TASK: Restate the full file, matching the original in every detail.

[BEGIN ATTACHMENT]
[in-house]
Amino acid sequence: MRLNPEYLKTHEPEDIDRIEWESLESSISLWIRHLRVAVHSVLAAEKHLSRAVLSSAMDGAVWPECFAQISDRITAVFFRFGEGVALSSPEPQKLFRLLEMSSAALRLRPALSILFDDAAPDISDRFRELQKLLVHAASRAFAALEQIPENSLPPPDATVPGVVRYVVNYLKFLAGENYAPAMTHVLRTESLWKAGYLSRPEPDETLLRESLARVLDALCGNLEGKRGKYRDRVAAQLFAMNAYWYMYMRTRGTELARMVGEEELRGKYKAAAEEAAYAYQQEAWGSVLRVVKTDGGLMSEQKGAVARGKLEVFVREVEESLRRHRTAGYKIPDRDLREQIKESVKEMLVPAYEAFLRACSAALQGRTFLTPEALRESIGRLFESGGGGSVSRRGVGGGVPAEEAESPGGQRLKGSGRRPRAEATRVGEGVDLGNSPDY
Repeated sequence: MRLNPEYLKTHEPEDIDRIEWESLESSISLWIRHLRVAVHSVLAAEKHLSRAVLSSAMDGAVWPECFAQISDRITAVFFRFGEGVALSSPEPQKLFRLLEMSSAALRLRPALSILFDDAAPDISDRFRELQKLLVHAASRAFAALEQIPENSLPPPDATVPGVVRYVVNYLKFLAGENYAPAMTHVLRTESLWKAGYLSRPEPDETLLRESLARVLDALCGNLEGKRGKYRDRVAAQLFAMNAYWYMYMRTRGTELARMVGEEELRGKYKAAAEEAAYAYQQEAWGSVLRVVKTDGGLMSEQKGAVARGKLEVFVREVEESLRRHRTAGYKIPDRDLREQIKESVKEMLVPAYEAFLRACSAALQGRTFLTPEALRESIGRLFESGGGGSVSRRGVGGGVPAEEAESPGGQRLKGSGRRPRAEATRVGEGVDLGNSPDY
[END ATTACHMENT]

[in-house]
Amino acid sequence: MRLNPEYLKTHEPEDIDRIEWESLESSISLWIRHLRVAVHSVLAAEKHLSRAVLSSAMDGAVWPECFAQISDRITAVFFRFGEGVALSSPEPQKLFRLLEMSSAALRLRPALSILFDDAAPDISDRFRELQKLLVHAASRAFAALEQIPENSLPPPDATVPGVVRYVVNYLKFLAGENYAPAMTHVLRTESLWKAGYLSRPEPDETLLRESLARVLDALCGNLEGKRGKYRDRVAAQLFAMNAYWYMYMRTRGTELARMVGEEELRGKYKAAAEEAAYAYQQEAWGSVLRVVKTDGGLMSEQKGAVARGKLEVFVREVEESLRRHRTAGYKIPDRDLREQIKESVKEMLVPAYEAFLRACSAALQGRTFLTPEALRESIGRLFESGGGGSVSRRGVGGGVPAEEAESPGGQRLKGSGRRPRAEATRVGEGVDLGNSPDY
Repeated sequence: MRLNPEYLKTHEPEDIDRIEWESLESSISLWIRHLRVAVHSVLAAEKHLSRAVLSSAMDGAVWPECFAQISDRITAVFFRFGEGVALSSPEPQKLFRLLEMSSAALRLRPALSILFDDAAPDISDRFRELQKLLVHAASRAFAALEQIPENSLPPPDATVPGVVRYVVNYLKFLAGENYAPAMTHVLRTESLWKAGYLSRPEPDETLLRESLARVLDALCGNLEGKRGKYRDRVAAQLFAMNAYWYMYMRTRGTELARMVGEEELRGKYKAAAEEAAYAYQQEAWGSVLRVVKTDGGLMSEQKGAVARGKLEVFVREVEESLRRHRTAGYKIPDRDLREQIKESVKEMLVPAYEAFLRACSAALQGRTFLTPEALRESIGRLFESGGGGSVSRRGVGGGVPAEEAESPGGQRLKGSGRRPRAEATRVGEGVDLGNSPDY